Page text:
The Complexity of Being a Queer Refugee: From Here by Luma Mufleh

the cover of From Here Affiliate Link

Trigger warnings for this book: suicide attempts and ideation, homophobia, violence

Like a lot of Westerners, when I hear about countries with laws against homosexuality, I respond with instinctual aversion: “What a terrible place! I hope any queer people there can leave!” I imagine impediments like the law and its enforcers, economic hardship, language barriers, internalized homophobia.

Luma Mufleh’s memoir, From Here, was humbling. It showed how correct some of my assumptions were, but also how shallow and unempathetic.

Mufleh doesn’t shy away from depicting the homophobia she experienced growing up in Jordan. She shows how it could be terrifying, violent, and isolating. She shows how it made her vulnerable in so many ways. In one anecdote, she recounts learning as a teenager that there were words for people like her.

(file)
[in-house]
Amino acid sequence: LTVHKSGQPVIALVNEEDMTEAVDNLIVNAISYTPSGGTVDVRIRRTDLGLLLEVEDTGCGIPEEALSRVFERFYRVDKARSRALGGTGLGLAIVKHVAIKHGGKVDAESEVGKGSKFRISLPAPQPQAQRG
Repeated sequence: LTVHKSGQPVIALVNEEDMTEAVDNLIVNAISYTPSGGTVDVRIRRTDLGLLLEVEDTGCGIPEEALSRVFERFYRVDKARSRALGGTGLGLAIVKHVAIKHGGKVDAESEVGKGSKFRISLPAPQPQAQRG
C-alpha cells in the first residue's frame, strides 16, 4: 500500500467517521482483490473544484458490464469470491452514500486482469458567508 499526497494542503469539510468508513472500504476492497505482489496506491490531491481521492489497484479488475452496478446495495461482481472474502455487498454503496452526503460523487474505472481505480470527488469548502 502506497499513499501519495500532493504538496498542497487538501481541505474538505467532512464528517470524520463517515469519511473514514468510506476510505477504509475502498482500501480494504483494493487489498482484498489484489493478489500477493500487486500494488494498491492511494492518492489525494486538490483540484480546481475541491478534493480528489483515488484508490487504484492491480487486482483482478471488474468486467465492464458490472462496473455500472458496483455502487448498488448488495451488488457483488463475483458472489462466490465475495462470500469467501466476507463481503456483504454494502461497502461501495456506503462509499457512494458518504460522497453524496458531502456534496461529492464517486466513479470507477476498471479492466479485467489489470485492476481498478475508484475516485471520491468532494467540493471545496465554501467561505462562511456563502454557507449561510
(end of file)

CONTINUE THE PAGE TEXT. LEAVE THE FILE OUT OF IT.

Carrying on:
She refuses to allow that to define either her or her country. Instead, Jordan is her home, defined by her big, loud, loving family. A recurring love for her grandmother’s kibbeh struck me right in the heart. I’m sure many readers will recognize the heart and home of cooking with an older relative. For me, it also brought up memories of my first bite of kibbeh, eaten in the open-air market in Tel Aviv from a stall I identified by picking out letters I had memorized off a postcard.

Maybe some comparable experiences predisposed me to connect with this book, but I believe it can appeal to just about anyone. Who doesn’t understand having a hopeless crush, annoying sibling, or piercing teenage dream? The intimacy of the book humanizes Jordan and Mufleh, and her choice to leave never seems easy. Instead, it’s a wrench, tragically necessary decision that severs her from her sense of safety and immeasurable love.